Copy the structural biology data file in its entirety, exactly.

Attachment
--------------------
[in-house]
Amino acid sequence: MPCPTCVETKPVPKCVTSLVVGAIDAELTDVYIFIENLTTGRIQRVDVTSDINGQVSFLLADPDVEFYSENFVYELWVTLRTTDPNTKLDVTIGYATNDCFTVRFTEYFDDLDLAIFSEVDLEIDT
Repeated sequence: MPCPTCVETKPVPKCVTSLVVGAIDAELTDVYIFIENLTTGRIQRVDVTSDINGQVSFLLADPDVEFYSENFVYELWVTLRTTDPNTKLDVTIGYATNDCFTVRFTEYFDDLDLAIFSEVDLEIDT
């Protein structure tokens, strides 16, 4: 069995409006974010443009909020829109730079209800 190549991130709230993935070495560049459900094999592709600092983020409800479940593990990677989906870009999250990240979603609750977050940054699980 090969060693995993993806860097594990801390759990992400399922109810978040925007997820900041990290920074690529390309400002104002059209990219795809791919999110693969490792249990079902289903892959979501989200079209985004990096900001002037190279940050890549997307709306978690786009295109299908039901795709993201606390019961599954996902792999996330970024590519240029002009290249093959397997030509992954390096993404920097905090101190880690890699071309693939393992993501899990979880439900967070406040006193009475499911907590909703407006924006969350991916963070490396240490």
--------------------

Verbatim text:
[in-house]
Amino acid sequence: MPCPTCVETKPVPKCVTSLVVGAIDAELTDVYIFIENLTTGRIQRVDVTSDINGQVSFLLADPDVEFYSENFVYELWVTLRTTDPNTKLDVTIGYATNDCFTVRFTEYFDDLDLAIFSEVDLEIDT
Repeated sequence: MPCPTCVETKPVPKCVTSLVVGAIDAELTDVYIFIENLTTGRIQRVDVTSDINGQVSFLLADPDVEFYSENFVYELWVTLRTTDPNTKLDVTIGYATNDCFTVRFTEYFDDLDLAIFSEVDLEIDT
């Protein structure tokens, strides 16, 4: 069995409006974010443009909020829109730079209800 190549991130709230993935070495560049459900094999592709600092983020409800479940593990990677989906870009999250990240979603609750977050940054699980 090969060693995993993806860097594990801390759990992400399922109810978040925007997820900041990290920074690529390309400002104002059209990219795809791919999110693969490792249990079902289903892959979501989200079209985004990096900001002037190279940050890549997307709306978690786009295109299908039901795709993201606390019961599954996902792999996330970024590519240029002009290249093959397997030509992954390096993404920097905090101190880690890699071309693939393992993501899990979880439900967070406040006193009475499911907590909703407006924006969350991916963070490396240490």